Srikund (Indian dessert) © llizard aka ejm 1999,2000,2002

Early Winter 1999: I don't know why I'm thinking of summer as I look out at the bare branches on the trees. However, this is one of the most divine desserts I've ever had. The recipe may look complicated but it really isn't at all! The finished result is sort of like a very soft cheesecake in texture. It's extremely rich tasting but not nearly as rich in calories as it tastes. We serve it in smallish glass bowls garnished with a sprig of gingermint and/or viola flowers. It is also excellent with a few blueberries or fresh strawberries. We think it is the perfect ending to an elegant dinner on the patio.

Ingredients Preparation
  1. Wrap the yoghurt into *several* layers of cheese cloth. Strain the yoghurt over a bowl to catch the liquid - we string ours up using the handle of a kitchen cupboard, with the bowl on the kitchen counter below. Straining anywhere from 5 hours to overnight is perfect.

    NB - use several layers of cheese cloth to ensure that you don't lose any of the yoghurt solids. The lower the MF (milk fat) the more likely you are to lose yoghurt solids when straining. One of our friends uses extremely low fat yoghurt and strains it in a coffee filter.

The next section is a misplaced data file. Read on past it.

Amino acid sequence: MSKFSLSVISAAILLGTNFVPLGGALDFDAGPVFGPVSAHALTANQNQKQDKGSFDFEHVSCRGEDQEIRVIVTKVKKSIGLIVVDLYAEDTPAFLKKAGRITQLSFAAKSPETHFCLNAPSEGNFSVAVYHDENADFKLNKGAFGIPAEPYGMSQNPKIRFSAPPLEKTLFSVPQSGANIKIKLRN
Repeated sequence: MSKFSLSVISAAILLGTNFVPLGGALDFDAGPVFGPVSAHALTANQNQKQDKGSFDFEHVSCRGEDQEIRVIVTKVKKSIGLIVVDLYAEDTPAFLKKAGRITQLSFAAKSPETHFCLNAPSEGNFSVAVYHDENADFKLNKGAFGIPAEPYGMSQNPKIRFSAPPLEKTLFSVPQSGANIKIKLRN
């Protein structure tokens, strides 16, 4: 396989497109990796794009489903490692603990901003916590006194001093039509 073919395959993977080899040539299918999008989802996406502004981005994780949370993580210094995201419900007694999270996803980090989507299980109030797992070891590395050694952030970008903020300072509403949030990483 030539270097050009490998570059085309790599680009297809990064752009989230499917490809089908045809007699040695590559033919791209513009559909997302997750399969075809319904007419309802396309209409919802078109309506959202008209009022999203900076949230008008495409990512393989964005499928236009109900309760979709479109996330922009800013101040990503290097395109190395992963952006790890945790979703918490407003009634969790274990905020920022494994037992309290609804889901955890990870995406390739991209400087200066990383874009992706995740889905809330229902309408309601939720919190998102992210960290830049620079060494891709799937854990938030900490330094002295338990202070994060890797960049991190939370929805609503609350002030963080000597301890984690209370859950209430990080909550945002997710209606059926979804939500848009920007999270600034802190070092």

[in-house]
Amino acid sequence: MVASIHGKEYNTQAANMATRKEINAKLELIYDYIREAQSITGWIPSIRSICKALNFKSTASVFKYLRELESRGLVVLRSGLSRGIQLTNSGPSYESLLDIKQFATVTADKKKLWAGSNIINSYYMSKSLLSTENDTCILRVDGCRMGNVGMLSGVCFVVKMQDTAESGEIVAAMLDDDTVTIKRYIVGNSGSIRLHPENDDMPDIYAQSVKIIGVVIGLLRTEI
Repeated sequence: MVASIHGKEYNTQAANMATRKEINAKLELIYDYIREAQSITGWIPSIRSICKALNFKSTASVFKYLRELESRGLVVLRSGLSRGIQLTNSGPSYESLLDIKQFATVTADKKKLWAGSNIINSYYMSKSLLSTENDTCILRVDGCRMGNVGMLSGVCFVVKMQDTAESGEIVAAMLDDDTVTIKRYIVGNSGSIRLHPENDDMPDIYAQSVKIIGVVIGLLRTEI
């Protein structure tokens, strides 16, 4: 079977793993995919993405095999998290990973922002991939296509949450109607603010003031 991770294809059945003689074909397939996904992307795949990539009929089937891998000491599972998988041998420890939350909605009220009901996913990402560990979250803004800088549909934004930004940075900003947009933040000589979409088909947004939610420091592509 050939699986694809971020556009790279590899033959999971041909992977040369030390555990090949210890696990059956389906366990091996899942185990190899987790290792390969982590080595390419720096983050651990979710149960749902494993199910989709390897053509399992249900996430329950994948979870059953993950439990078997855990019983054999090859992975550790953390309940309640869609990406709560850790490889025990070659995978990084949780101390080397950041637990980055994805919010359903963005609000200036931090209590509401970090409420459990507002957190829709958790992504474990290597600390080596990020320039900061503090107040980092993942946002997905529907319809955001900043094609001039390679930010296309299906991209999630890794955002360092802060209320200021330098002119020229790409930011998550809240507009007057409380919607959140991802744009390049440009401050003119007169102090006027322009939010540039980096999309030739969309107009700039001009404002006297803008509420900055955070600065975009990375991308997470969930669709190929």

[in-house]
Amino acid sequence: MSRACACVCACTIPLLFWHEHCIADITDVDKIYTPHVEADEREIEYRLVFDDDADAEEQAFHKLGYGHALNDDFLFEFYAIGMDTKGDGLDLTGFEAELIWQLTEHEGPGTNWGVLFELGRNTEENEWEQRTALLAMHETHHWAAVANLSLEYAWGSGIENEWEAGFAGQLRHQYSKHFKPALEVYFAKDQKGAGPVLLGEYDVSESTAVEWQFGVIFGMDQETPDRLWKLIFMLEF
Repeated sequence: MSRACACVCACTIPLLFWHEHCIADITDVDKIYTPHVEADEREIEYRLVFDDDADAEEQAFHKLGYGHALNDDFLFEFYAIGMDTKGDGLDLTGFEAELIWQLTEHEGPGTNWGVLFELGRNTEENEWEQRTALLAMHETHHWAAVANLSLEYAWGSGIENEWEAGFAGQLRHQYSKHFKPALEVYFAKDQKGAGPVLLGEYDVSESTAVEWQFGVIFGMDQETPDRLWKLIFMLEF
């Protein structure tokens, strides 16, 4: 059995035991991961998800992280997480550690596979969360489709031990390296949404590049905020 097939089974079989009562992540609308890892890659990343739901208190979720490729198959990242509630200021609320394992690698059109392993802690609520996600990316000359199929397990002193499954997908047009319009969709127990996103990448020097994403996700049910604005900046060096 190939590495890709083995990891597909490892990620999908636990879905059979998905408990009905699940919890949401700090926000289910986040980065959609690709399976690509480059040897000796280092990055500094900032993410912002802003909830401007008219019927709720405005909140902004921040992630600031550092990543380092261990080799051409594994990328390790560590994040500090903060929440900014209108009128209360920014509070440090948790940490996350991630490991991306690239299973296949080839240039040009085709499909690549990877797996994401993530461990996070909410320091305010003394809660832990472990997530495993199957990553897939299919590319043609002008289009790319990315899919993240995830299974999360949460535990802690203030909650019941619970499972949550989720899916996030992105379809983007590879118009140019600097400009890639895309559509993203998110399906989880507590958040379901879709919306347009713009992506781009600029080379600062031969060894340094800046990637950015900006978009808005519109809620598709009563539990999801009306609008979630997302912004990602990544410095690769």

2. Take the strained yoghurt and place in a mixing bowl along with sugar, cardamom and saffron and mix well until smooth. There is no need to use a machine - by hand is fine, using a wooden spoon. (Use good quality saffron - Spanish is best. The cheapest in Toronto is available at Indian food stores - we pay $16.00 -$18.00 for a little box the size of a audio cassette container - expensive yes, but it lasts for ages.)

  3. Serve with a few toasted slivered almonds or pistachios on top.

*IMPORTANT*
For best results let the Srikund sit for a 5 or 6 hours and stir again before serving. The wonderful color and taste in the saffron needs time to leech out and flavour the Srikund.

We have friends who die for this dessert - not to mention us - we are addicted to it.

The leftover whey (liquid) can be used to make Dahl - lentil soup - or you can drink it. (I think it's disgusting to drink - but others claim to like it quite a lot.)

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